Decentralisation is too often pushed forward as part of the good governance agenda (reflecting a ‘normative approach’). That is not likely to be successful in poor countries. Decentralisation rather needs to be understood within the long-term state building process and requires to be sequenced accordingly. A characteristic of development countries is the fragility and vulnerability of their states. In ‘limited access order societies’ , States do not enjoy the full monopoly of violence. As a result, a system of distributing rents is essential to ensure stability, avoid violence and keep the coalition in power together. These autocracies cannot be turned into democracies overnight. It is a long-term process in which decentralisation can play an instrumental role.  Hence, the nature of the state is key to defining realistic ambitions and an adequate sequencing for decentralisation. “The primary objective is to shift the behaviour of the state from predatory to developmental Democracy may then emerge under the pressure of the new political actors that development itself will have generated and when its absence will emerge as a major handicap for the developmental state project.”. [Romeo]. Among the new political actors, local authorities and their national, regional and global organizations have the potential to be an important driver in moving forward the development state agenda. Donors therefore need to enable them to play that role.

2)    See decentralisation as domestic political process rather than as a donor agenda

The three panellists strongly challenged the widespread idea that decentralisation is mainly a development and donor driven agenda. External actors may have a decentralisation agenda but it is not the only one, nor the most important or determinant one.  The focus should be on the domestic dynamics of decentralisation. Country ownership of decentralisation is not a monolith that can be captured in a single policy position. There is generally a wide diversity of interests, interpretations, motivations and rationales for national stakeholders to either promote or resist decentralisation. Power relations and alliances between these actors cut across government and society and determine the outcomes, features and the interests that decentralisation ultimately serves.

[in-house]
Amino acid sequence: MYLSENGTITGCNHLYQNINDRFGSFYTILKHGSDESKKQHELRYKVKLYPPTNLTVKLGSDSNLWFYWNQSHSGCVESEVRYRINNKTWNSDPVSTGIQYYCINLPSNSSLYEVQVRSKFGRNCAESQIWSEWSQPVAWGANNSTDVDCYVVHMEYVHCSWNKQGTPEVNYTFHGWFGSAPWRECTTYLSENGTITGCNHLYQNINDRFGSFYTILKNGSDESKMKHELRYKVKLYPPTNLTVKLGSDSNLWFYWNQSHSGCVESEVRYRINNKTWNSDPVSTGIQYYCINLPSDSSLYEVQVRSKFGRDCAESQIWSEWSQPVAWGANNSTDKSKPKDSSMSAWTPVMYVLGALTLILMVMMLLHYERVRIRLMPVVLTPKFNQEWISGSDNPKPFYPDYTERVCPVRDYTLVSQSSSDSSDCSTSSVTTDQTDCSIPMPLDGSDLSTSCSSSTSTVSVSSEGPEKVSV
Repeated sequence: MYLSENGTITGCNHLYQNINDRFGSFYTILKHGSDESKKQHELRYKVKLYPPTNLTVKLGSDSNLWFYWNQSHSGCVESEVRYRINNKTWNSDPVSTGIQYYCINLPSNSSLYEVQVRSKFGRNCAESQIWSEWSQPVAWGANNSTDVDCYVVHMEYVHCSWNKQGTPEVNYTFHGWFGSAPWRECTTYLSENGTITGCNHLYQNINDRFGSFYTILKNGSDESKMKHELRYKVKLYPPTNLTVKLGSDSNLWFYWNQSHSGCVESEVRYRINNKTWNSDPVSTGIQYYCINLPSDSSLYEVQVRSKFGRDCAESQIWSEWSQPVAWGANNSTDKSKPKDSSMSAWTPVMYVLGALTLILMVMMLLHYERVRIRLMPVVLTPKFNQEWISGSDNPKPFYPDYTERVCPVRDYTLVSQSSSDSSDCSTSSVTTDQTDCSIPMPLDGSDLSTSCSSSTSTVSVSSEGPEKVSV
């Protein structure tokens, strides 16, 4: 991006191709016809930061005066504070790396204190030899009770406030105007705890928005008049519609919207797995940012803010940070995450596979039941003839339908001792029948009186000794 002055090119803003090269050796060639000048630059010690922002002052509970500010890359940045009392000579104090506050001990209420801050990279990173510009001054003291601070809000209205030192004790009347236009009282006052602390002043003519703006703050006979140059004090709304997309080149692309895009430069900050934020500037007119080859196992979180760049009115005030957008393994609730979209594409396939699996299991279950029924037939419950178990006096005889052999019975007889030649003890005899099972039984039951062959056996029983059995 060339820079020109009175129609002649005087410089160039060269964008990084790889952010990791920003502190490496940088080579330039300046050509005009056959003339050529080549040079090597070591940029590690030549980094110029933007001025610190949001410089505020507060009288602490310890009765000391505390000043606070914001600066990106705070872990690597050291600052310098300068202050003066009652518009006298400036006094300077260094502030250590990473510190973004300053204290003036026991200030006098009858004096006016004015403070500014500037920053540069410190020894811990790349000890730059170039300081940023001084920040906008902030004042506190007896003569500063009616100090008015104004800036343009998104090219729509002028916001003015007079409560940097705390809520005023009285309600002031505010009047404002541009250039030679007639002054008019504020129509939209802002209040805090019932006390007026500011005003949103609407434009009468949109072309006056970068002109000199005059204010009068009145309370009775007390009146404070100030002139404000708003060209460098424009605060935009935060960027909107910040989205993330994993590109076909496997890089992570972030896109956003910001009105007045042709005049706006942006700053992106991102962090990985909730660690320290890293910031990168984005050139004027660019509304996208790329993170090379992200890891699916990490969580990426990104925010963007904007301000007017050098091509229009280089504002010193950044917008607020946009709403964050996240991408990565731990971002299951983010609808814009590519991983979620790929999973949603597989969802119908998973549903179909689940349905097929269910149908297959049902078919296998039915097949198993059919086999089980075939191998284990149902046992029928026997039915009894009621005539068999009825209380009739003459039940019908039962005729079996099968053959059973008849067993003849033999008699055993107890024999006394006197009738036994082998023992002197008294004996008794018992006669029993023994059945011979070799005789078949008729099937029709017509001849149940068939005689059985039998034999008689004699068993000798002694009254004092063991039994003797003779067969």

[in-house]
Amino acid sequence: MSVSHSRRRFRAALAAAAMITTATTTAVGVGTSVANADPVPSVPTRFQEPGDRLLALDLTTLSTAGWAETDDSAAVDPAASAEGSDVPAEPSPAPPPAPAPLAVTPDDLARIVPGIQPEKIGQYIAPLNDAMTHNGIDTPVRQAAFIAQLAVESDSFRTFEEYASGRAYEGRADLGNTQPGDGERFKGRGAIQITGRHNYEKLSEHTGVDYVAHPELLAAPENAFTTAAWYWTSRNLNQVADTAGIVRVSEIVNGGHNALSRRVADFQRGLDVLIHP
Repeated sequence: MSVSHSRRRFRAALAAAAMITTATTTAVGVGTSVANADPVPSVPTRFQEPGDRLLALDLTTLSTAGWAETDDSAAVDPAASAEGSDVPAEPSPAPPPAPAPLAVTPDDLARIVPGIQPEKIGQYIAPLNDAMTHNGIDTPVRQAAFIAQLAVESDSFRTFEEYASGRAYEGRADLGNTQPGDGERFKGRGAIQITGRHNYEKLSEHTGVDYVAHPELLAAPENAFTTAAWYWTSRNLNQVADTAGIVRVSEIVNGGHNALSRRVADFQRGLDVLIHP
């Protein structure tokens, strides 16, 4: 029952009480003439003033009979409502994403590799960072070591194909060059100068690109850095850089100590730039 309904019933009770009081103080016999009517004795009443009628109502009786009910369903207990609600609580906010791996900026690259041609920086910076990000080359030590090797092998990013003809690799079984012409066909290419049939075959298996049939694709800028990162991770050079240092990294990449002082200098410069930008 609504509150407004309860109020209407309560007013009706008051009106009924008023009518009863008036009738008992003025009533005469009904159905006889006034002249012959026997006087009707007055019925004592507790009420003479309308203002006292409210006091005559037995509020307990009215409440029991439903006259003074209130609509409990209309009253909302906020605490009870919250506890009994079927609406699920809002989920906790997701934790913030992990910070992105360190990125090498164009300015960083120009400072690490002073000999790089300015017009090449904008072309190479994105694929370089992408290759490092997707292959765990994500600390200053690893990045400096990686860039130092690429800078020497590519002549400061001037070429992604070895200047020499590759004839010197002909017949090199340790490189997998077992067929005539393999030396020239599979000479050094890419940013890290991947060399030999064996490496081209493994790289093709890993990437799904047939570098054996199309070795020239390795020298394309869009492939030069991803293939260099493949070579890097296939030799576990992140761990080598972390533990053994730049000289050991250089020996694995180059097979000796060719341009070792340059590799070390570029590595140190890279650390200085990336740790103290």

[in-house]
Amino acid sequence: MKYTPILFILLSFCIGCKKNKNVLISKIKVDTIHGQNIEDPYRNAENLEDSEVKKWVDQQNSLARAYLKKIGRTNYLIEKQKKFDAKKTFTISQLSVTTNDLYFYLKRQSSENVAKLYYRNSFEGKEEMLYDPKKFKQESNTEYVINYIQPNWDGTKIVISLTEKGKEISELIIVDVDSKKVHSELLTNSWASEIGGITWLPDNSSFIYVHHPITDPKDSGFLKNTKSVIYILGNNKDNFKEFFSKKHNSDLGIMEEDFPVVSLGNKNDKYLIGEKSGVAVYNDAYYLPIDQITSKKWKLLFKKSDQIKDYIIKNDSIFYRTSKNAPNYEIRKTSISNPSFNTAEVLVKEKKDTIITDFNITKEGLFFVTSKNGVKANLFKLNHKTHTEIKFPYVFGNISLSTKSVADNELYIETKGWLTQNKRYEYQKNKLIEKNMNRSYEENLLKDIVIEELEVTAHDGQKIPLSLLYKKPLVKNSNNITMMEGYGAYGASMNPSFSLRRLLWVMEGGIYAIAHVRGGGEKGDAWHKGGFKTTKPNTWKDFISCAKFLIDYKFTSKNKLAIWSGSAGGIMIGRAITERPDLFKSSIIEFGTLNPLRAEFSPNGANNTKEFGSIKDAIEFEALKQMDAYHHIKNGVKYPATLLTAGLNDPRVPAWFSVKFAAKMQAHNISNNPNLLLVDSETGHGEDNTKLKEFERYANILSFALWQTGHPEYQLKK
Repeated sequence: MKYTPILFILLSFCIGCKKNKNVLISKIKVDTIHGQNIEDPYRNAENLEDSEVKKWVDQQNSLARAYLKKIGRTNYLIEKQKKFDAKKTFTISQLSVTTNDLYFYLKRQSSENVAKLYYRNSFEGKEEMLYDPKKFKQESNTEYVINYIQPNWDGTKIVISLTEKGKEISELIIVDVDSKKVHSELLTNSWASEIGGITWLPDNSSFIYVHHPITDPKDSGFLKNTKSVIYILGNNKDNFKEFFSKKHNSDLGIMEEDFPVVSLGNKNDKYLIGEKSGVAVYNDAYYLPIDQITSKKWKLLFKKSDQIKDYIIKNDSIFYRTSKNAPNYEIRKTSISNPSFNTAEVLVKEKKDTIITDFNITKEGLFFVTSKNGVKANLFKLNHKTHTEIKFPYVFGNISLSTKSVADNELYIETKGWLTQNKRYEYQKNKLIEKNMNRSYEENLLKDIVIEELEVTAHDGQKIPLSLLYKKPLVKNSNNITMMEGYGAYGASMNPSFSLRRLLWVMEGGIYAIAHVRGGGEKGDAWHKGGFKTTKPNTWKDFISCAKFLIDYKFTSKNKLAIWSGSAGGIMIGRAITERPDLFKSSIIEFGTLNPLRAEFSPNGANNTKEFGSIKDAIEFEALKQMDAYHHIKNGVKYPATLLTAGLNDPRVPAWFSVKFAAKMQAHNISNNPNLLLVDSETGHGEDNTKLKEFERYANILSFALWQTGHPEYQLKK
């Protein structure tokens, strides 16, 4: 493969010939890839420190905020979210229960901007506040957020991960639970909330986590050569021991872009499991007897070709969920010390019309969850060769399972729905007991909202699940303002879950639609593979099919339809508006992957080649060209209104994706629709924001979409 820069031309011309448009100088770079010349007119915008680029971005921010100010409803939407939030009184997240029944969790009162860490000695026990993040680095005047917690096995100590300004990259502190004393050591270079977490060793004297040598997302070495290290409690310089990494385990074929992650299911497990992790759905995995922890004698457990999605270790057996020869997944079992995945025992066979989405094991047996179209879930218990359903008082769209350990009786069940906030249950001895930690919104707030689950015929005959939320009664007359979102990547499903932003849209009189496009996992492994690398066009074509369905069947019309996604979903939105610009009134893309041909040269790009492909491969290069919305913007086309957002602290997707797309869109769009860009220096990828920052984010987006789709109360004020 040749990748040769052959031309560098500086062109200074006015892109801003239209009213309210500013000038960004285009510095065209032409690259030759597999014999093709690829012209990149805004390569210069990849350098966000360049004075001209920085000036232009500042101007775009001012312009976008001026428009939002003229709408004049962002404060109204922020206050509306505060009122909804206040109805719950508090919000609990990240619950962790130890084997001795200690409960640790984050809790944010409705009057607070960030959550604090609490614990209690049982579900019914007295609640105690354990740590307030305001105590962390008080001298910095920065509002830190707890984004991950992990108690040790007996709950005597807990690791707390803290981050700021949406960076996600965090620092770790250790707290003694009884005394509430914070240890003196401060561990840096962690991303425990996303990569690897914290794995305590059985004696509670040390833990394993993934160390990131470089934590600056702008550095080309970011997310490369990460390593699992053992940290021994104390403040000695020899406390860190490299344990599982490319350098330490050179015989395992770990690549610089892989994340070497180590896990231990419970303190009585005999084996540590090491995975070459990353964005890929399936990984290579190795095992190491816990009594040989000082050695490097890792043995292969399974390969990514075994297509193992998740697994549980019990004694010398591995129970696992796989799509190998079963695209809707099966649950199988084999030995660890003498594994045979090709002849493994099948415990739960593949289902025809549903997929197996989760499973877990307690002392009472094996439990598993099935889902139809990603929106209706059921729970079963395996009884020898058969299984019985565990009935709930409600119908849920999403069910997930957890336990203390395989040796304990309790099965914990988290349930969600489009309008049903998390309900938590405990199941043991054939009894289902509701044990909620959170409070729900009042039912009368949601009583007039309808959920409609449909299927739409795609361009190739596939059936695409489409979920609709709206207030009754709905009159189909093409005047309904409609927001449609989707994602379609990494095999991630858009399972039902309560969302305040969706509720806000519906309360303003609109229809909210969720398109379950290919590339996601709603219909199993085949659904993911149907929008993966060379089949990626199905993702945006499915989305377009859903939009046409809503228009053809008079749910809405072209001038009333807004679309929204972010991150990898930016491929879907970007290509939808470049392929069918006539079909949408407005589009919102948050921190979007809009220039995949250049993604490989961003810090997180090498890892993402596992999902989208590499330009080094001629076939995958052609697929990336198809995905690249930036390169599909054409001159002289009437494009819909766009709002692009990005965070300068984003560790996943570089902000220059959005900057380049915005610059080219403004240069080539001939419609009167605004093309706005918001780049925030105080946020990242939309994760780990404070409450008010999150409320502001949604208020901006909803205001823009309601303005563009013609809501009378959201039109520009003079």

3)    Distinguish top-down and bottom-up demands for decentralisation

It is critically important to properly understand where the push for change comes from in a given societal context. Two different pathways may be followed:

  • Top-down demand. A paradox of most decentralisation reforms is that they are pushed from above. Decentralisation reforms worldwide have “rarely been conducted to foster development but have been driven first and foremost to promote political goals in the interests of political elites‘ and to legitimise the coalition in power” [Romeo]. However, these reforms engender side effects that may unintentionally open new spaces to advance governance and developmental goals.  As Douglas North puts it, “the changes (…) that occur during the transition must be explained as intentional acts consistent with the interests of the dominant coalition, but the results of those changes need not be consistent with their intentions”. Indeed, once the process is launched, its outcomes are unpredictable as they depend on a complex web of alliances and power. Therefore, opportunities for other actors to bargain arise as the process unfolds. This is where the bottom-up demand comes in and where long-term donor support can be instrumental in avoiding major drawbacks.